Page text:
15 Then the Pharisees went out and laid plans to trap him in his words. 16 They sent their disciples to him along with the Herodians. “Teacher,” they said, “we know that you are a man of integrity and that you teach the way of God in accordance with the truth. You aren’t swayed by others, because you pay no attention to who they are. 17 Tell us then, what is your opinion? Is it right to pay the imperial tax[a] to Caesar or not?”
18 But Jesus, knowing their evil intent, said, “You hypocrites, why are you trying to trap me? 19 Show me the coin used for paying the tax.” They brought him a denarius, 20 and he asked them, “Whose image is this? And whose inscription?”
21 “Caesar’s,” they replied.
Then he said to them, “So give back to Caesar what is Caesar’s, and to God what is God’s.”
22 When they heard this, they were amazed. So they left him and went away.
In Jesus’ days the Essenes were a religious group who had cut themselves off completely from daily life. They would not associate themselves with politics because it was beneath their religious calling. The Sadducees and Herodians were the complete opposite. They were in bed with the political powers of the day and if they had any religion at all they had emptied it of its power. Jesus takes a middle road where a person takes care of both their religious and political obligations as citizens of the State and of the Kingdom of God. He does not advocate separated living. He advocates a life where one’s political obligations are a function of the integrated life of discipleship.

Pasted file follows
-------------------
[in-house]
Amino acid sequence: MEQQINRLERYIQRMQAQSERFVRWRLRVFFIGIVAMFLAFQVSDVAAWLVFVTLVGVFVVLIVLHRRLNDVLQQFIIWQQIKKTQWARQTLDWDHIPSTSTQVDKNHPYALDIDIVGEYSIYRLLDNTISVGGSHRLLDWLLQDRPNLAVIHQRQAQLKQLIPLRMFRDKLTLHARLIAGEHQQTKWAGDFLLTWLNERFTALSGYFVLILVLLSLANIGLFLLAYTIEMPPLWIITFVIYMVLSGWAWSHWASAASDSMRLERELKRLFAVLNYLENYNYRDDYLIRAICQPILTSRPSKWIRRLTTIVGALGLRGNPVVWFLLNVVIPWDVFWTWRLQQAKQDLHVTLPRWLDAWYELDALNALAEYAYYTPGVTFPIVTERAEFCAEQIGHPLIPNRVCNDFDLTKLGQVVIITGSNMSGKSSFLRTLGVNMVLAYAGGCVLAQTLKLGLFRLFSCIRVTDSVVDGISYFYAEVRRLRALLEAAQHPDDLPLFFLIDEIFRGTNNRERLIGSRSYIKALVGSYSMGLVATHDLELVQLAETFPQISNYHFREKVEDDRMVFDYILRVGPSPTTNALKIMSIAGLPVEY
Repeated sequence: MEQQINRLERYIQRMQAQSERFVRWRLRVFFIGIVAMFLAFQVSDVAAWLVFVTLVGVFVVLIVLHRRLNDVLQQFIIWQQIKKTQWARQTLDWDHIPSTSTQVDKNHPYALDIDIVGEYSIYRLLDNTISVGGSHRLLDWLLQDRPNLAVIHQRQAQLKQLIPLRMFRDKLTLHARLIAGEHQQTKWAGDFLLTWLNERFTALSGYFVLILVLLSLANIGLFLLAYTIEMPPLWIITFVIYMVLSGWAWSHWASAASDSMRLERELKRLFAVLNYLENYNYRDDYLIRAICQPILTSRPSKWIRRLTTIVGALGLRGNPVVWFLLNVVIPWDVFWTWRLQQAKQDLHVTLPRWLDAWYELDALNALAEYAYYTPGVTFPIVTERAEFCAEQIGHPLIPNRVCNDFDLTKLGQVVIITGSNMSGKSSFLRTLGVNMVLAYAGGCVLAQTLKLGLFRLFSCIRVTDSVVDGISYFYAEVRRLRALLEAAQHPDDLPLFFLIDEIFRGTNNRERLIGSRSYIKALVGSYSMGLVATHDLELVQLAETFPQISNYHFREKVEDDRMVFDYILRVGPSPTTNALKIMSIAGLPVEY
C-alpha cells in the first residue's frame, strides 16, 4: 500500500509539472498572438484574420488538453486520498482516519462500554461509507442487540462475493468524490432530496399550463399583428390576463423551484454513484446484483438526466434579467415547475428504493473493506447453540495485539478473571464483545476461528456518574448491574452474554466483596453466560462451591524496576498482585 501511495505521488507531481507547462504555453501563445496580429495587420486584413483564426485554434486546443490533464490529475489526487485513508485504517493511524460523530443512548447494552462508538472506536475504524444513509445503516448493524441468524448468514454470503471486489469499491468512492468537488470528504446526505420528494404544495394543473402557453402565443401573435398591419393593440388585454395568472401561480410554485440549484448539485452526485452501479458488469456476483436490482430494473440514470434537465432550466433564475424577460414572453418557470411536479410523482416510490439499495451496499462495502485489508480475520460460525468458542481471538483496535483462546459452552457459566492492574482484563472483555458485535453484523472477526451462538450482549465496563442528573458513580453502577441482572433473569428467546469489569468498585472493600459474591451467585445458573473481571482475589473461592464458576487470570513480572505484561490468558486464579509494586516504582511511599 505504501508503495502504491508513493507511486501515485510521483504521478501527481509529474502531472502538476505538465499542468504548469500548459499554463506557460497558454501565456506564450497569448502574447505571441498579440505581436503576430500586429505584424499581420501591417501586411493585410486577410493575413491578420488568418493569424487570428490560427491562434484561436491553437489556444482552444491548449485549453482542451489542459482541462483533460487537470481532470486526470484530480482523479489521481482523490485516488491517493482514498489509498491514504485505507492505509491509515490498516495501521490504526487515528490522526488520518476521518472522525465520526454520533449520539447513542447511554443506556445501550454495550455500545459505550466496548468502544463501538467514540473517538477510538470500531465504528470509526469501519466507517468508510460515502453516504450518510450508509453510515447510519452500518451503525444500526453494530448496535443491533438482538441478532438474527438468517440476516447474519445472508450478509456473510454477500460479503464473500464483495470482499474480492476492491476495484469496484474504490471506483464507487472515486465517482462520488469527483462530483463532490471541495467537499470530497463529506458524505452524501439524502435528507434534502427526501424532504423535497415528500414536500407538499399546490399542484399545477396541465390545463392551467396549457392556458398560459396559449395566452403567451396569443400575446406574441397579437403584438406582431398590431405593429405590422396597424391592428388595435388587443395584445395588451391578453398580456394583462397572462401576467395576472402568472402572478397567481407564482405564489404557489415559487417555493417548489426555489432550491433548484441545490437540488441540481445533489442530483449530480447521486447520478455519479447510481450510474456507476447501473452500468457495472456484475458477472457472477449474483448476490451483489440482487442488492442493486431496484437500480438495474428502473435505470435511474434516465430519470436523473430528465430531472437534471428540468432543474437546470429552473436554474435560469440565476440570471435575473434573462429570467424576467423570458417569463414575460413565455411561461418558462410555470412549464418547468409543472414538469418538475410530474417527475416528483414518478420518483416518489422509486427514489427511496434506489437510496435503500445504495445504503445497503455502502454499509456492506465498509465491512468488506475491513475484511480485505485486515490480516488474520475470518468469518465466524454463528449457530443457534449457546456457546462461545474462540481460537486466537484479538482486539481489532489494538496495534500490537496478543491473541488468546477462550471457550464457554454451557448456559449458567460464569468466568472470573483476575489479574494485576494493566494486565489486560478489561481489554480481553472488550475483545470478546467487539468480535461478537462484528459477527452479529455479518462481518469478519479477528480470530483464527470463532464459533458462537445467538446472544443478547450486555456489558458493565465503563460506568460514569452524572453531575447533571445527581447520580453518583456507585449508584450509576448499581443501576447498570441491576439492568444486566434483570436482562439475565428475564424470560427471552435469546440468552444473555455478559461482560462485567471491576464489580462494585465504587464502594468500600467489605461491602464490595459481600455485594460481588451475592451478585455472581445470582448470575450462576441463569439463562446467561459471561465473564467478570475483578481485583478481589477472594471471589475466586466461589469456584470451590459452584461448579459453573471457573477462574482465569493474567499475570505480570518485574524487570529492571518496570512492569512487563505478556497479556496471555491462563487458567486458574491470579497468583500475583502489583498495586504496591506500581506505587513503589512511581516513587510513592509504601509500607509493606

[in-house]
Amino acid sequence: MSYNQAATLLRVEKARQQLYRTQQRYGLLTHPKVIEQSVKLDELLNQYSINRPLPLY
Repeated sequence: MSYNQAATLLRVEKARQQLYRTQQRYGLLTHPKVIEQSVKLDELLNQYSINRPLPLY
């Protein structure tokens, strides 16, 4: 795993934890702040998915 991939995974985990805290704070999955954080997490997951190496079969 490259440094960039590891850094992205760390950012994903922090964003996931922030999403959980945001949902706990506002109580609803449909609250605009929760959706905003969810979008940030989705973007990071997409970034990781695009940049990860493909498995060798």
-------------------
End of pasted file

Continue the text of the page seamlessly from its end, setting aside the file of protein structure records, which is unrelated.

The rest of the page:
Would you then consider yourself as taking care of obligations to the state in a God-honouring way? Are you engaged in local politics? What does local politics attempt to solve? Do yu resent paying taxes? Should Christians be in any way interested in what their tax dollars are supporting? The emphases of our political involvement are up for debate – even the strength of involvement. However, we do not have the option of detaching ourselves from political life. For example, we should not refuse to pay taxes because it supports and earthly kingdom.
- Why did the Pharisees ask Jesus about taxes?
- What did Jesus’ response teach?
- How would people of Jesus’ day be challenged by Jesus’ response?
- A recent study showed that graduates of Christian schools were involved less in politics than their peers. Why do you think that might be?
- In what ways are you involved in local and national government – do you just pay your taxes or do you do more?
I think many Christians have given up on politics. Our country seems too far gone. We don’t believe that we can make a difference. We are too busy with so many other good things to get involved in politics. It isn’t a priority. You also mention the Christian schools. Perhaps the Christian school is a good place to promote change. I know that the Christian school I grew up in took more of a separatist position. We removed ourselves from the evils of cuture rather than engaging with it. Perhaps when Christian schools teach children how to engage with culture in a positive way, they will help grow students into adults who can make a difference in the political realm.